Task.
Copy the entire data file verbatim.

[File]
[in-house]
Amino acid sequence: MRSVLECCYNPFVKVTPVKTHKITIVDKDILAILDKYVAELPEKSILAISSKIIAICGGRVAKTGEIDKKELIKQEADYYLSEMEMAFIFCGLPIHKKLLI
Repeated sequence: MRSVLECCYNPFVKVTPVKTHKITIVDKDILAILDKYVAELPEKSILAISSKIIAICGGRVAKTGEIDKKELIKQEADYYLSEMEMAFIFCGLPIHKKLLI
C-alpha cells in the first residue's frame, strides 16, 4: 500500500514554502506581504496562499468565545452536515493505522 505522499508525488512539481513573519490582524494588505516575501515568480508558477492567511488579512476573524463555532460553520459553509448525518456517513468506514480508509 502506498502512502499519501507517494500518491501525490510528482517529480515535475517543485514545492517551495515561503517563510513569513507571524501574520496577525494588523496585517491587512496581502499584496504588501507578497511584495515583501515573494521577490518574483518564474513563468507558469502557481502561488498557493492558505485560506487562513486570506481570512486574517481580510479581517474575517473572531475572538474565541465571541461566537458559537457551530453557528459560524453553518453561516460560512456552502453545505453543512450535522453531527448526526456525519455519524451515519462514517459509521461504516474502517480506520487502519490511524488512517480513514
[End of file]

[in-house]
Amino acid sequence: MRSVLECCYNPFVKVTPVKTHKITIVDKDILAILDKYVAELPEKSILAISSKIIAICGGRVAKTGEIDKKELIKQEADYYLSEMEMAFIFCGLPIHKKLLI
Repeated sequence: MRSVLECCYNPFVKVTPVKTHKITIVDKDILAILDKYVAELPEKSILAISSKIIAICGGRVAKTGEIDKKELIKQEADYYLSEMEMAFIFCGLPIHKKLLI
C-alpha cells in the first residue's frame, strides 16, 4: 500500500514554502506581504496562499468565545452536515493505522 505522499508525488512539481513573519490582524494588505516575501515568480508558477492567511488579512476573524463555532460553520459553509448525518456517513468506514480508509 502506498502512502499519501507517494500518491501525490510528482517529480515535475517543485514545492517551495515561503517563510513569513507571524501574520496577525494588523496585517491587512496581502499584496504588501507578497511584495515583501515573494521577490518574483518564474513563468507558469502557481502561488498557493492558505485560506487562513486570506481570512486574517481580510479581517474575517473572531475572538474565541465571541461566537458559537457551530453557528459560524453553518453561516460560512456552502453545505453543512450535522453531527448526526456525519455519524451515519462514517459509521461504516474502517480506520487502519490511524488512517480513514